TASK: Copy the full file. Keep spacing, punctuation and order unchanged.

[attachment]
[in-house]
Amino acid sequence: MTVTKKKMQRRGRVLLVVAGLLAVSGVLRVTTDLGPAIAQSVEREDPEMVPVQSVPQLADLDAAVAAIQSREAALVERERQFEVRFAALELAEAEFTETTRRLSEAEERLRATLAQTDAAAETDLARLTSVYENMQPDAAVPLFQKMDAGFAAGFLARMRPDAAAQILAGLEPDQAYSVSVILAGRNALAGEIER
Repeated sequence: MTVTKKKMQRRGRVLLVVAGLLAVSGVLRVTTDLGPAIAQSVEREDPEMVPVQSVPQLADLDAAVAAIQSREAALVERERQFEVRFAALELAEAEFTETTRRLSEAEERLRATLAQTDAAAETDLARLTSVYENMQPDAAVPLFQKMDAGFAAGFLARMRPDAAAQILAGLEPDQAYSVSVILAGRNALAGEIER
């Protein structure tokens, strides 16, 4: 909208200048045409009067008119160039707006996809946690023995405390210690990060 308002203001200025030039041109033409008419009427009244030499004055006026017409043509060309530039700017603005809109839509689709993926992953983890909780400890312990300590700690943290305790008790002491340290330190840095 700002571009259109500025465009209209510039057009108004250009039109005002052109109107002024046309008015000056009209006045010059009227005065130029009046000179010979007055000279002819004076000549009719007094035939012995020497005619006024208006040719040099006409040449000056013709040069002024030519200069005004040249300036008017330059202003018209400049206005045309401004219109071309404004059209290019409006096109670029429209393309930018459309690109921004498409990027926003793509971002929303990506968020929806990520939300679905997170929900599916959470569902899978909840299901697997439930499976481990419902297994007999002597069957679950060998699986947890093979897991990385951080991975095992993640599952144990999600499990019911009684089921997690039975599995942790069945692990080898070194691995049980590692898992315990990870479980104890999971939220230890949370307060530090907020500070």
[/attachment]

[in-house]
Amino acid sequence: MTVTKKKMQRRGRVLLVVAGLLAVSGVLRVTTDLGPAIAQSVEREDPEMVPVQSVPQLADLDAAVAAIQSREAALVERERQFEVRFAALELAEAEFTETTRRLSEAEERLRATLAQTDAAAETDLARLTSVYENMQPDAAVPLFQKMDAGFAAGFLARMRPDAAAQILAGLEPDQAYSVSVILAGRNALAGEIER
Repeated sequence: MTVTKKKMQRRGRVLLVVAGLLAVSGVLRVTTDLGPAIAQSVEREDPEMVPVQSVPQLADLDAAVAAIQSREAALVERERQFEVRFAALELAEAEFTETTRRLSEAEERLRATLAQTDAAAETDLARLTSVYENMQPDAAVPLFQKMDAGFAAGFLARMRPDAAAQILAGLEPDQAYSVSVILAGRNALAGEIER
């Protein structure tokens, strides 16, 4: 909208200048045409009067008119160039707006996809946690023995405390210690990060 308002203001200025030039041109033409008419009427009244030499004055006026017409043509060309530039700017603005809109839509689709993926992953983890909780400890312990300590700690943290305790008790002491340290330190840095 700002571009259109500025465009209209510039057009108004250009039109005002052109109107002024046309008015000056009209006045010059009227005065130029009046000179010979007055000279002819004076000549009719007094035939012995020497005619006024208006040719040099006409040449000056013709040069002024030519200069005004040249300036008017330059202003018209400049206005045309401004219109071309404004059209290019409006096109670029429209393309930018459309690109921004498409990027926003793509971002929303990506968020929806990520939300679905997170929900599916959470569902899978909840299901697997439930499976481990419902297994007999002597069957679950060998699986947890093979897991990385951080991975095992993640599952144990999600499990019911009684089921997690039975599995942790069945692990080898070194691995049980590692898992315990990870479980104890999971939220230890949370307060530090907020500070």